• the number 0 ∈ N is the identity element for addition in the field R and the
number 1 ∈ N

is the identity element for multiplication in the field R; and

• if m,n ∈ N, then the relation m < n holds for m and n as elements of R if and
only if it

holds for them as elements of N [as defined in Exercise 1.2.11 (2)].

With N as a subset of R, the set Z of all integers and the set Q of all rational
numbers may

be defined as:

The** Archimedean Ordering Property** of the ordered field R is the following:

For every ε ∈ R with ε > 0 and for each c ∈ R, there exists a positive integer n
such

that nε > c.

This property may be expressed by saying that if you take a real number c, no
matter how

large, and a positive real number ε, no matter how small, then if you add ε to
itself enough

times, the sum will be greater than c.

For more about the Archimedean Ordering Property, see Section 3.2.

**Proposition 2. **Let c ∈ R. Then there exists a unique n ∈ Z for which n
≤ c < n +
1.

Proof. Existence. Case (i): c ≥ 0. By the Archimedean Ordering Property, there
exists some

k ∈ N such that k · 1 > c. By the Well-Ordering Principle for N, there is a
least such k; call it

. Let . Then n ≤ c < n + 1 (why?).

Case (ii): c < 0. Then -c > 0 and so, by what was just proved, there exists an
integer m

with m ≤ -c < m+ 1. Then …(finish the existence proof in this case.)

Uniqueness. Exercise.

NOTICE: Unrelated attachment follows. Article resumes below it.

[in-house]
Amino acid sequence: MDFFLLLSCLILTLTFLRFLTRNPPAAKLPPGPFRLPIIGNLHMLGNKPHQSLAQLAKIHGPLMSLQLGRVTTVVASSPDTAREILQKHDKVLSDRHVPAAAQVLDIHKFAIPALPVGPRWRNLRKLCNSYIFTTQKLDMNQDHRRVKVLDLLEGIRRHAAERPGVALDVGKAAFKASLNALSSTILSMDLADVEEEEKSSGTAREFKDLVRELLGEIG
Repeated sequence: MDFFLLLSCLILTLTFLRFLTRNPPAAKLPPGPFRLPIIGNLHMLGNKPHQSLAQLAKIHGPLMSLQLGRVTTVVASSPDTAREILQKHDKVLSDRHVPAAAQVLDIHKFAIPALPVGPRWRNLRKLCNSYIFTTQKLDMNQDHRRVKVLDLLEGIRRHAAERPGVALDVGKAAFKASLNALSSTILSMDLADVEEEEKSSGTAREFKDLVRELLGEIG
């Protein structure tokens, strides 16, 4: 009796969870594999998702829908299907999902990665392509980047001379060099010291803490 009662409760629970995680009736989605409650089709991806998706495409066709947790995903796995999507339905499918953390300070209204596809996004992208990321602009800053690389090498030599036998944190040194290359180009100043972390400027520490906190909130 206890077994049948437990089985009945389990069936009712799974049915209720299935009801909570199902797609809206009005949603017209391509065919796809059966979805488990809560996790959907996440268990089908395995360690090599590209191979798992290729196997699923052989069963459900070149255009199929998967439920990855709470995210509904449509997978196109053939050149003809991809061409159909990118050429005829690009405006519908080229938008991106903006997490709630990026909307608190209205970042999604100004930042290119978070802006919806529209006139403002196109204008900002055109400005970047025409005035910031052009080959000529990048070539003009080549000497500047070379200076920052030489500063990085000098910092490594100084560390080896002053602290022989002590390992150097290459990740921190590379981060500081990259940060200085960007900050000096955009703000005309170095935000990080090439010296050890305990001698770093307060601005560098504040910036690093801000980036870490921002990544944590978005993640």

**Theorem 3** (Order Density of Q in R). If a, b ∈ R with a < b, there exists some q
∈ Q for which

a < q < b.

Proof. See the proof of Theorem 3.2.27. In that proof, just change F to R, Q(F)
to Q, and N(F)

to N.

For real numbers a and b, as usual the closed interval [a, b] is the set { x ∈ R
: a ≤ x ≤ b}.

The **Nested Interval Property **of R is the following:

If is a sequence of closed intervals in R that is
decreasing in the

sense that or each n = 0, 1, 2, . . . , then
.

For more about the Nested Interval Property, see Section 3.3.

We already know there is no rational number c for which c^{2} = 2. One of the
consequences

of the Nested Interval Property is that there is some real number c for which c^{2}
= 2 or, as we

shall say, that exists.

With the theory of calculus at our disposal this would be easy to prove: see
Exercise 4

**Exercise 4. **Prove that exists by applying the Intermediate Value Theorem to
the function

f : R → R given by f (x) = x^{2}.

For the method in Exercise 4, you need to know that the
function f is continuous (and

so you need to know a precise definition for "continuous"); you also need to
know have the

Intermediate Value Theorem at your disposal. So we shall not use such a proof.

That exists is proved by an indirect method in Section 3.3, namely, by first
deducing

from the Archimedean Ordering Property and the Nested Interval Property that
each nonempty

subset of R that is bounded above has a least upper bound.

In this note we give a different proof that directly invokes the Archimedean
Ordering Property

and the Nested Interval Property. In following the proof it may help if you draw
a diagram

with a line representing R and mark on it the points and intervals constructed.
Be sure to

supply any missing justifications for steps.